this is obtained by withholding food for several hours, and by the free exhibition of opium, preferably in the form of hypodermic injections of morphine. Ice poultice or ice bag is laid over the right side of the abdomen. He frequently employs the following formula: R Acidi tannici ....... Tincturæ opii ..........
m. x. Spiritus terebinthinæ .....
m. xv. Mucilaginis acaciæ .......
...... zij. Tinct. chloroformi comp. .......
.... m. xx. Aquæ menthæ piperitæ ..........................ad zj. Sig.–Tablespoonful at a dose.
When the hemorrhage is so profuse as to threaten life, icewater enematas or a hypodermic injection of salt solution may be employed ; in such cases 20-grain doses of chloride of calcium every few hours are of value, while adrenalin or cornutin may also be employed.—Therapeutic Review.
TUBERCULOUS PERICARDITIS, WITH A REPORT OF CASES. STOCKTON, (American Medicine, June 11, 1904,) gives the clinic and pathologic manifestations of three cases of tuberculous pericarditis with the following summary:
1. Tuberculous pericarditis is not a rare affection.
2. The diagnosis is usually not made except in cases with simultaneously active tuberculous processes in other parts.
3. The concurrence of pleurisy with blood stained effusion may be regarded as suggestive.
4. The pericarditis may be of a chronic obliterative type, or there may be massive effusion, generally sanguinolent, but rarely purulent.
5. It may be acute, continuing for but a few days, or chronic, existing for many months.
6. It may be a part of a multiple serositis, and the proportion of cases in which at least one or more of the pleural cavities are involved is remarkable.
7. The disease is to be regarded as a secondary affection, although from a clinical standpoint of view, some cases may be looked upon as primary.
8. The point of origin of the infection is often found in the bronchial and mediastinal lymph-nodes, although these may be quite exempt from the disease. The infection may be direct from continuity of tuberculous tissue, or by transmission through lymph vessels, or through the circulation.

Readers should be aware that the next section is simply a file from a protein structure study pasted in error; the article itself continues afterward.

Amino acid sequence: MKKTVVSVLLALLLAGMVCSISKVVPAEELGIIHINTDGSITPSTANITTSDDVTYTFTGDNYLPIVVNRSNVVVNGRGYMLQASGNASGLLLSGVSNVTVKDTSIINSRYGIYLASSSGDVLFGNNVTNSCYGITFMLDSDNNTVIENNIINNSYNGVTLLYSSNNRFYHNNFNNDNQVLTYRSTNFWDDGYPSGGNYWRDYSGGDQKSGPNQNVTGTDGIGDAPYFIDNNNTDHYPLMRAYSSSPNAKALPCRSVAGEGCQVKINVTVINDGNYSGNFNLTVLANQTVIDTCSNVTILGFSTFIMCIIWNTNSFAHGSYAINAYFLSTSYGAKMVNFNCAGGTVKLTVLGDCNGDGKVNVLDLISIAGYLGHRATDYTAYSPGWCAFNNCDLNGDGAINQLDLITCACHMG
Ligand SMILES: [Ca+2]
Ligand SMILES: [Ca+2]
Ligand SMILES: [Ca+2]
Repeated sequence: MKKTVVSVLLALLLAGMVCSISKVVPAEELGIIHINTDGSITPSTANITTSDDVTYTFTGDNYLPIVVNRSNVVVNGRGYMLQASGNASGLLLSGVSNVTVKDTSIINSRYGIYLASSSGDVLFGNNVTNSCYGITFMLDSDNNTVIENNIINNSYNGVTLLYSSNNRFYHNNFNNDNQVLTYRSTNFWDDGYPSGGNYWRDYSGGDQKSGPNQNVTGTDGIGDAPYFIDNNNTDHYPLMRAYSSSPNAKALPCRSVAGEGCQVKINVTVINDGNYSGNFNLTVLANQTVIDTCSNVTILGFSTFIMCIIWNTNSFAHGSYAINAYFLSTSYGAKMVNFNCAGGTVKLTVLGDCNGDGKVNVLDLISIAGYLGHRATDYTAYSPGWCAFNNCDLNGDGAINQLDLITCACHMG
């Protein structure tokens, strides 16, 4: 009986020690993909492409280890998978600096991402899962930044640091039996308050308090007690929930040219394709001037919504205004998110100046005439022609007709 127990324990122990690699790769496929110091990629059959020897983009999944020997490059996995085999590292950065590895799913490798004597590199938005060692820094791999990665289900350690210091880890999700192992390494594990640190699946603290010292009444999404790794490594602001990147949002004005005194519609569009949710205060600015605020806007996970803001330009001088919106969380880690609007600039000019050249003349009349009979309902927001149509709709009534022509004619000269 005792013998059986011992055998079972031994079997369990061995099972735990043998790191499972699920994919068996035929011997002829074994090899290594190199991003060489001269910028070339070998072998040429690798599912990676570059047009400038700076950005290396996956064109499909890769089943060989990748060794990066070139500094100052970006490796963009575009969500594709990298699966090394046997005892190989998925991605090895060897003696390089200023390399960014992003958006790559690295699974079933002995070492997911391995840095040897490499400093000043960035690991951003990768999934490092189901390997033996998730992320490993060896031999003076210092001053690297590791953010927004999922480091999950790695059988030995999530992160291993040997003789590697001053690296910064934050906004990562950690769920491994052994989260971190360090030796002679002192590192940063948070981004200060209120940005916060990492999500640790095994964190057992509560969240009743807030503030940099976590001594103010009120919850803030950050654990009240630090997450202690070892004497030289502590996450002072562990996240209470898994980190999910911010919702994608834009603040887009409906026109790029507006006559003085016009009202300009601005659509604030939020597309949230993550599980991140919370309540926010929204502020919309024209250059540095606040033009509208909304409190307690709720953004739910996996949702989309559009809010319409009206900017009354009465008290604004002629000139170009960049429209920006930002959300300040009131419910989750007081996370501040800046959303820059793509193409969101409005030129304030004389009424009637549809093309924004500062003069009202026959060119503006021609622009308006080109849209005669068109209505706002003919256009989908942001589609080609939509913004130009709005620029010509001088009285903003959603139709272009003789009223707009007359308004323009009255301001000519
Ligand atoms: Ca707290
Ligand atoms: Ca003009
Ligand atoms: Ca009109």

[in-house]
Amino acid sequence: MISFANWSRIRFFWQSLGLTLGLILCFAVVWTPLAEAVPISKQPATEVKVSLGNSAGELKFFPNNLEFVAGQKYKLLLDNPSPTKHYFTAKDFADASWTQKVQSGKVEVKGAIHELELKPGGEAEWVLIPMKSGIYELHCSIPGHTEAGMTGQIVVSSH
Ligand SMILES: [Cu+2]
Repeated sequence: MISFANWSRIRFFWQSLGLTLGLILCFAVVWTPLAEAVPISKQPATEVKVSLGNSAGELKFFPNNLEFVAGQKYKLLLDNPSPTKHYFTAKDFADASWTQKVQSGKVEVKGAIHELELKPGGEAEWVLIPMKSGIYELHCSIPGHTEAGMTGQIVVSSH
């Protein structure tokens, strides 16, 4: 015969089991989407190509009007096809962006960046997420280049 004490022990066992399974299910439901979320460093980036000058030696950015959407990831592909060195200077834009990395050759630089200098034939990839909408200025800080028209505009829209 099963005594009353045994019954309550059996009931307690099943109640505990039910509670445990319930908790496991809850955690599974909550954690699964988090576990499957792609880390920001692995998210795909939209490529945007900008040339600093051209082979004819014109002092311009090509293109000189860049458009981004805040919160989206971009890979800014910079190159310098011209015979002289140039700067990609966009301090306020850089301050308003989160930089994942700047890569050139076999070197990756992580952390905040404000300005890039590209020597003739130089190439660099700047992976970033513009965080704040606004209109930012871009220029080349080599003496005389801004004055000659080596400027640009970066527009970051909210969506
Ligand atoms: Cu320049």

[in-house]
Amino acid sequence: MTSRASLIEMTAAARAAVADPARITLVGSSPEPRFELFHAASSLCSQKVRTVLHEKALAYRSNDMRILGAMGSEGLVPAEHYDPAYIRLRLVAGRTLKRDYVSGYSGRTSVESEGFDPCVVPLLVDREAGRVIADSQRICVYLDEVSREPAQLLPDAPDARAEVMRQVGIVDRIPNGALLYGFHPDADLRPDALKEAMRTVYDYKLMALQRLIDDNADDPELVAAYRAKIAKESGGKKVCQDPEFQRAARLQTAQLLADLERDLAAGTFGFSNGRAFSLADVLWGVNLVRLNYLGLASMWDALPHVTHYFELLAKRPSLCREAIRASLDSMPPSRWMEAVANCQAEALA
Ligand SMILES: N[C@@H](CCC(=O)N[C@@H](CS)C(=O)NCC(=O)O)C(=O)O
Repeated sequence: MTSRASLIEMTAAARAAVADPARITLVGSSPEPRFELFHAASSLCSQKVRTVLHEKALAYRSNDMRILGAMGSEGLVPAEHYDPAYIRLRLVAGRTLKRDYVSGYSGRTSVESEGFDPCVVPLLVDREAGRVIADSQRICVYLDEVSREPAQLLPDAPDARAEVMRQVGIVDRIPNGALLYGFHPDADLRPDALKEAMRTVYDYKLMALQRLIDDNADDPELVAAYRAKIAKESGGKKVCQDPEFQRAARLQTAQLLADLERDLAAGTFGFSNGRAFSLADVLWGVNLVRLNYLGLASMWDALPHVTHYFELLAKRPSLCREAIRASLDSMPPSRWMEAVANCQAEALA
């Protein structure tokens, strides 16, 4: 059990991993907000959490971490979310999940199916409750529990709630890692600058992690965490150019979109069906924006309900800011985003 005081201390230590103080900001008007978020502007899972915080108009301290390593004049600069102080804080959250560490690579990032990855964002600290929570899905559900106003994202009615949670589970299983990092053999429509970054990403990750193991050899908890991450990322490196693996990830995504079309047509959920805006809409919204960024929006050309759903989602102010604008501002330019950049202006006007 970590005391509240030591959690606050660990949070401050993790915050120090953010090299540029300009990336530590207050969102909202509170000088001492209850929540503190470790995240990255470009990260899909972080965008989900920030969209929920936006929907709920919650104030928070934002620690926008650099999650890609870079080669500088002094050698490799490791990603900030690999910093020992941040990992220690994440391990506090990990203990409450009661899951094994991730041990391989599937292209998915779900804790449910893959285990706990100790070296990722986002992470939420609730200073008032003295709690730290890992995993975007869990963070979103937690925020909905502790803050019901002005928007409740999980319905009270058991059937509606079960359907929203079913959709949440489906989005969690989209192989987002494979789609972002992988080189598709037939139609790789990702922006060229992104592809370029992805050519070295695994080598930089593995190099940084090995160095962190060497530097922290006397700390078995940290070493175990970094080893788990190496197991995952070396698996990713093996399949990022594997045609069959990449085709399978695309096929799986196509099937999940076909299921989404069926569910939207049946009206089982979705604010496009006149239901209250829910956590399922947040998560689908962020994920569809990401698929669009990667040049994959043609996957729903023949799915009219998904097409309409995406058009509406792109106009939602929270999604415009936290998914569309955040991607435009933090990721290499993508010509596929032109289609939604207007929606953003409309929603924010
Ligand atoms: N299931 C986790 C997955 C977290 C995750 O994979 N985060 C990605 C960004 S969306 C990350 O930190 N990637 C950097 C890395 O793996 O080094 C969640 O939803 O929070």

9. The heart may be greatly enlarged, or normal in size, or even somewhat small.
10. Some observers believe that occasionally the process subsides and that comparative cure results.—Medical Fortnightly.
REMARKS ON FICKER'S TYPHOID DIAGNOSTICUM. EHRSAM, (Meunchener Med. Wochenschrift, No. 15, 1904.)— The publication of Dr. Meyer (Berlin klin. Wochenschrift, No. 9, 1904,) on the reliability of Ficker's reagent inspired the author to further investigation. The writer's experiments were carried out in the laboratory of Prof. Leubuscher, in Meiningen. In brief, Ehrsam's results are the following:
1. A carpenter, 12 years old, with a diagnosis of typhoid fever showed a positive reaction with Ficker's reagent in the third week and during convalescence.
2. A woman, 36 years; typhoid; reaction positive in the latter part of the stationary period and during convalescence.
3. Vale, age 20; diagnosis typhoid ; Ficker's reaction positive the third week.
4. Male, 23 years old ; typhoid ; reaction positive third week. 5. Girl of 17; typhoid; positive reaction the third week.
6. Boy, 17 years old ; typhoid ; reaction positive during stationary period.
7. Five-year-old child ; typhoid ; positive reaction.
8. Seventeen-year-old boy; typhoid; reaction positive during convalescence and in the following relapse.
9. Girl of 18; pulmonary phthisis, with high temperature; reaction negative.
10. Male, age 19 ; rheumatic polyarthritis and croupous pneumonia ; no reaction.
11. A farmer, age 21; cerebrospinal meningitis; reaction · negative,
12. A shoemaker, 52 years old; osteomyelitis; no reaction. 13. A 70-year-old woman; osteomyelitis; no reaction.
The author concludes, that in Ficker's reagent we possess a valuable and reliable typhoid diagnosticum, and on account of its practicability and simplicity is preferable to the original GruberWidal reaction.—Medical Fortnightly.
TURPENTINE IN TYPHOID FEVER. MOORE, (Practitioner, 1904, Vol. LXXVII., p. 138,) is a great believer in the value of turpentine in the treatment of typhoid fever. It acts as a diffusible stimulant, intestinal antiseptic, pre